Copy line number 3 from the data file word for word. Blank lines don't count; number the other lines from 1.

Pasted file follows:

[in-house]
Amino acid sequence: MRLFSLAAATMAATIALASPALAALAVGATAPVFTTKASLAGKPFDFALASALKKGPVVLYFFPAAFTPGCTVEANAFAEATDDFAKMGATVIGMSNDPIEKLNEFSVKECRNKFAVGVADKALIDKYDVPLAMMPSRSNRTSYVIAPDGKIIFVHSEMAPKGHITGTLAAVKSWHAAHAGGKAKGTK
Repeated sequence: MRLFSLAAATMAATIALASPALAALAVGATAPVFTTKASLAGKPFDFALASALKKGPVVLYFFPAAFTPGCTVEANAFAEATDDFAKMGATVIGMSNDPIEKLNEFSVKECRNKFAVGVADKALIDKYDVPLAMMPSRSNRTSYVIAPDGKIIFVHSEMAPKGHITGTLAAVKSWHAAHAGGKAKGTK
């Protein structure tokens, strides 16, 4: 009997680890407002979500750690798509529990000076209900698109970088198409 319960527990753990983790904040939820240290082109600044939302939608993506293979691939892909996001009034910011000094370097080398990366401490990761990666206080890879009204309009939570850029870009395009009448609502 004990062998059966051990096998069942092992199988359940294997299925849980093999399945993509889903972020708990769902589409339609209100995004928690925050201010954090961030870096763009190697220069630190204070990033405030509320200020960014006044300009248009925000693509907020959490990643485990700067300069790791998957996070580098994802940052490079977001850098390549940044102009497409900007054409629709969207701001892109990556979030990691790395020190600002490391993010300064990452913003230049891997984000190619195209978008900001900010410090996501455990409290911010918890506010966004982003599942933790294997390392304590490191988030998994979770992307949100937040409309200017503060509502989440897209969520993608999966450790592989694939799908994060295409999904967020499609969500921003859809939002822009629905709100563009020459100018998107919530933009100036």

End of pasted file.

Repeated sequence: MRLFSLAAATMAATIALASPALAALAVGATAPVFTTKASLAGKPFDFALASALKKGPVVLYFFPAAFTPGCTVEANAFAEATDDFAKMGATVIGMSNDPIEKLNEFSVKECRNKFAVGVADKALIDKYDVPLAMMPSRSNRTSYVIAPDGKIIFVHSEMAPKGHITGTLAAVKSWHAAHAGGKAKGTK